Buying a Home With Bad Credit Is Possible — Here's How
A credit score is a crucial point when it comes to buying things like a car or a home. While most people prefer to have “good” credit, some people might wonder if they can buy a home with bad credit. It's possible—here's how.
A credit score isn’t everything when house shopping. Lenders also analyze your income, total debt amount, how much a person has for a down payment, and if any of their debts are in collections. When dealing with less than desirable credit, lenders are less likely to approve a person for a mortgage since that person is viewed as a riskier candidate.
What are the different credit scores?
Although there are three credit bureaus (TransUnion, Experian, and Equifax) that classify good and bad scores in different ranges, generally anything below 600 is considered less than desirable. FICO scores are categorized by the following, exceptional is 850–800, very good is 799–740, and good is 739–670. A fair FICO score is 669–580 and a poor score is 579–300.
Being a cash buyer can make up for a low credit score.
One way to get around having a bad credit score is being a cash buyer. When cash is used towards a down payment, it increases a person’s odds of getting the house they're seeking because their score might only qualify them for a certain loan amount. Cash can be used to cover the difference of what they might get approved for. When the mortgage is approved, the buyer might have to deal with higher interest rates, which would result in a higher monthly mortgage payment.
There are home loans for buyers struggling with their credit score.
Home loans are available to potential buyers who might be struggling with their credit scores. There are several different options and each of them has a minimum requirement. A few of the loans are FHA, VA, and USDA loans. There are also ones like Freddie Mac Home Possible and Fannie Mae HomeReady.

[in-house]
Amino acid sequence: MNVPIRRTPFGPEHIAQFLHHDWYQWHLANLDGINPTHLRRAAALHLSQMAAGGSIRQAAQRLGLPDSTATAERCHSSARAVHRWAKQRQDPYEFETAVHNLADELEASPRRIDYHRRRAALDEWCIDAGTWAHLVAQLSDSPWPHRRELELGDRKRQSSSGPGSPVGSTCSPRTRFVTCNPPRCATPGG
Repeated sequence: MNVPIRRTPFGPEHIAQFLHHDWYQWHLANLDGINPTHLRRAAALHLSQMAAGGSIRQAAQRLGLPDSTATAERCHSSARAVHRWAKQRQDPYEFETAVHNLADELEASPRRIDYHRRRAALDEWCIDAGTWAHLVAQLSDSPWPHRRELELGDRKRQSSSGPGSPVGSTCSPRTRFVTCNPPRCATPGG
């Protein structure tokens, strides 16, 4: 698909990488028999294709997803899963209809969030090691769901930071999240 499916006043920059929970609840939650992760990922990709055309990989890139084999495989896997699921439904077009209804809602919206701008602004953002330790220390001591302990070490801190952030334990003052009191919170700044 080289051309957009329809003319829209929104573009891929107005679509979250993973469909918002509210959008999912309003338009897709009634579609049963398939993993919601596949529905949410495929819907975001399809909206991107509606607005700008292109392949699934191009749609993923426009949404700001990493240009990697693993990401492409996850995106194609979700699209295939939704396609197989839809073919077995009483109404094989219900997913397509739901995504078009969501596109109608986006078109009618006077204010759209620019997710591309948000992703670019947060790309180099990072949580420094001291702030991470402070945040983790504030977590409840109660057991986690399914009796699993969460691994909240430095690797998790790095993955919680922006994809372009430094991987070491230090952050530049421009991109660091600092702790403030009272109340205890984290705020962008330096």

FHA loans are given by the Federal Housing Administration and work with borrowers who have low credit scores (580–500). If the homebuyer has a score of 500 (the minimum requirement), they will need to put down 10 percent for their down payment. If the borrower has a score of 580, their down payment can be as little as 3.5 percent. VA loans are for military members, veterans, or someone married to a member.
While some lenders might individually require a specific credit score minimum, VA loans don't have a score requirement. This type of loan also doesn't have a down payment requirement. USDA loans are issued by the U.S. Department of Agriculture and are for homebuyers who have “low to moderate” income living in a designated rural area.
The Fannie Mae HomeReady loan is available without a credit score, but the borrower has to provide other credit sources like a bill. The down payment requirement is 3 percent. However, borrowers who put down less than 20 percent will have to pay for private mortgage insurance.
Freddie Mac Home Possible loans are similar to the Fannie Mae loan and they don’t require credit scores. For people who don’t have a credit score, a 5 percent down payment is required. People who have a score will be required to pay a minimum of 3 percent. Like Fannie Mae HomeReady, Freddie Mac requires private mortgage insurance for buyers who put down less than 20 percent.